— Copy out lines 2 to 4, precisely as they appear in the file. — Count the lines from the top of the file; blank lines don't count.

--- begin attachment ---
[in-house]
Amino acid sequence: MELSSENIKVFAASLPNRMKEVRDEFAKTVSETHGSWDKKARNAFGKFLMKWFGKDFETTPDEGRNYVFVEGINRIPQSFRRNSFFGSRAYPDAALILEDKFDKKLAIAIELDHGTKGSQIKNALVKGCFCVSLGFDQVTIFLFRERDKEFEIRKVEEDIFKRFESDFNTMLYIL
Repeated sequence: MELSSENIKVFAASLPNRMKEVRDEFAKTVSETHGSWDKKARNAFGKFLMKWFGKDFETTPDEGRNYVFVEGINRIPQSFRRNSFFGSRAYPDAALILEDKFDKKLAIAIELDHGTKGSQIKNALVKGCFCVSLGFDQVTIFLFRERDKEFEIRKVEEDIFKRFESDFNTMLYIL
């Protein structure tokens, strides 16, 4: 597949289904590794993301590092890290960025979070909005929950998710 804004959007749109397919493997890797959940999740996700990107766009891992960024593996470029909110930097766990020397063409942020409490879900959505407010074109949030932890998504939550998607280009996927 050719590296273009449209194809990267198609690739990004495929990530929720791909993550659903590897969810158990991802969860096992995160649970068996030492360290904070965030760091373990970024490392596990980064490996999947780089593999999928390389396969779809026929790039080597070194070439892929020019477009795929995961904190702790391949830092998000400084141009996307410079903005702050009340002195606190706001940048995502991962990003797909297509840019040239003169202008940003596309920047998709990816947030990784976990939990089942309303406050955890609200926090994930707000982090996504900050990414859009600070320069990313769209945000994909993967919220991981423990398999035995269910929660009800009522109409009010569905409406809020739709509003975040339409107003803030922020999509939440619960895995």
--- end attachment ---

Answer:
Amino acid sequence: MELSSENIKVFAASLPNRMKEVRDEFAKTVSETHGSWDKKARNAFGKFLMKWFGKDFETTPDEGRNYVFVEGINRIPQSFRRNSFFGSRAYPDAALILEDKFDKKLAIAIELDHGTKGSQIKNALVKGCFCVSLGFDQVTIFLFRERDKEFEIRKVEEDIFKRFESDFNTMLYIL
Repeated sequence: MELSSENIKVFAASLPNRMKEVRDEFAKTVSETHGSWDKKARNAFGKFLMKWFGKDFETTPDEGRNYVFVEGINRIPQSFRRNSFFGSRAYPDAALILEDKFDKKLAIAIELDHGTKGSQIKNALVKGCFCVSLGFDQVTIFLFRERDKEFEIRKVEEDIFKRFESDFNTMLYIL
């Protein structure tokens, strides 16, 4: 597949289904590794993301590092890290960025979070909005929950998710 804004959007749109397919493997890797959940999740996700990107766009891992960024593996470029909110930097766990020397063409942020409490879900959505407010074109949030932890998504939550998607280009996927 050719590296273009449209194809990267198609690739990004495929990530929720791909993550659903590897969810158990991802969860096992995160649970068996030492360290904070965030760091373990970024490392596990980064490996999947780089593999999928390389396969779809026929790039080597070194070439892929020019477009795929995961904190702790391949830092998000400084141009996307410079903005702050009340002195606190706001940048995502991962990003797909297509840019040239003169202008940003596309920047998709990816947030990784976990939990089942309303406050955890609200926090994930707000982090996504900050990414859009600070320069990313769209945000994909993967919220991981423990398999035995269910929660009800009522109409009010569905409406809020739709509003975040339409107003803030922020999509939440619960895995």